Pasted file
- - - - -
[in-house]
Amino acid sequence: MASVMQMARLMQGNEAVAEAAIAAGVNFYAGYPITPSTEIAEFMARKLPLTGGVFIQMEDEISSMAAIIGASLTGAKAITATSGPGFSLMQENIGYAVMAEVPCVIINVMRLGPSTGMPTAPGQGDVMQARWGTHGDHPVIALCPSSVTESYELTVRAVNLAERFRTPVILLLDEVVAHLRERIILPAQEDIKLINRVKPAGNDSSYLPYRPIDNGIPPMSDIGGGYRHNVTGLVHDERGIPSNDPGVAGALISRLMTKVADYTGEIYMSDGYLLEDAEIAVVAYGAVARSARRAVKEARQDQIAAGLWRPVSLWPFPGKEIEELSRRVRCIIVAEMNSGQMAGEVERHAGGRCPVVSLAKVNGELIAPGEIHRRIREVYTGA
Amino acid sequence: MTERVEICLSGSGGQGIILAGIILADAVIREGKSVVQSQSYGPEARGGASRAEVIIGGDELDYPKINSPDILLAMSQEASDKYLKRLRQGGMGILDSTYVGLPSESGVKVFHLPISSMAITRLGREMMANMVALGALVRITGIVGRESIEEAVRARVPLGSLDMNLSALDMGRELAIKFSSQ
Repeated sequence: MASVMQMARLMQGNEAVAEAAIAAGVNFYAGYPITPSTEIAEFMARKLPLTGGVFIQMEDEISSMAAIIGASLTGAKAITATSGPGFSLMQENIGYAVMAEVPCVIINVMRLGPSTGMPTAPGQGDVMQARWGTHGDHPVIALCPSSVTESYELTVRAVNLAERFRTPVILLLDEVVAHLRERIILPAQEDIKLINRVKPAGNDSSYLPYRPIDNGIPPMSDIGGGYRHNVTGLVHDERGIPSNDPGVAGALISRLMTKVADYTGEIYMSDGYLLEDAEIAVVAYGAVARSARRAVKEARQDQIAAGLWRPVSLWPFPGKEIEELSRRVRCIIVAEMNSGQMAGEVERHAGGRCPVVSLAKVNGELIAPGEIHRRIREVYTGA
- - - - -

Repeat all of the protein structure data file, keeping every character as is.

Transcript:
[in-house]
Amino acid sequence: MASVMQMARLMQGNEAVAEAAIAAGVNFYAGYPITPSTEIAEFMARKLPLTGGVFIQMEDEISSMAAIIGASLTGAKAITATSGPGFSLMQENIGYAVMAEVPCVIINVMRLGPSTGMPTAPGQGDVMQARWGTHGDHPVIALCPSSVTESYELTVRAVNLAERFRTPVILLLDEVVAHLRERIILPAQEDIKLINRVKPAGNDSSYLPYRPIDNGIPPMSDIGGGYRHNVTGLVHDERGIPSNDPGVAGALISRLMTKVADYTGEIYMSDGYLLEDAEIAVVAYGAVARSARRAVKEARQDQIAAGLWRPVSLWPFPGKEIEELSRRVRCIIVAEMNSGQMAGEVERHAGGRCPVVSLAKVNGELIAPGEIHRRIREVYTGA
Amino acid sequence: MTERVEICLSGSGGQGIILAGIILADAVIREGKSVVQSQSYGPEARGGASRAEVIIGGDELDYPKINSPDILLAMSQEASDKYLKRLRQGGMGILDSTYVGLPSESGVKVFHLPISSMAITRLGREMMANMVALGALVRITGIVGRESIEEAVRARVPLGSLDMNLSALDMGRELAIKFSSQ
Repeated sequence: MASVMQMARLMQGNEAVAEAAIAAGVNFYAGYPITPSTEIAEFMARKLPLTGGVFIQMEDEISSMAAIIGASLTGAKAITATSGPGFSLMQENIGYAVMAEVPCVIINVMRLGPSTGMPTAPGQGDVMQARWGTHGDHPVIALCPSSVTESYELTVRAVNLAERFRTPVILLLDEVVAHLRERIILPAQEDIKLINRVKPAGNDSSYLPYRPIDNGIPPMSDIGGGYRHNVTGLVHDERGIPSNDPGVAGALISRLMTKVADYTGEIYMSDGYLLEDAEIAVVAYGAVARSARRAVKEARQDQIAAGLWRPVSLWPFPGKEIEELSRRVRCIIVAEMNSGQMAGEVERHAGGRCPVVSLAKVNGELIAPGEIHRRIREVYTGA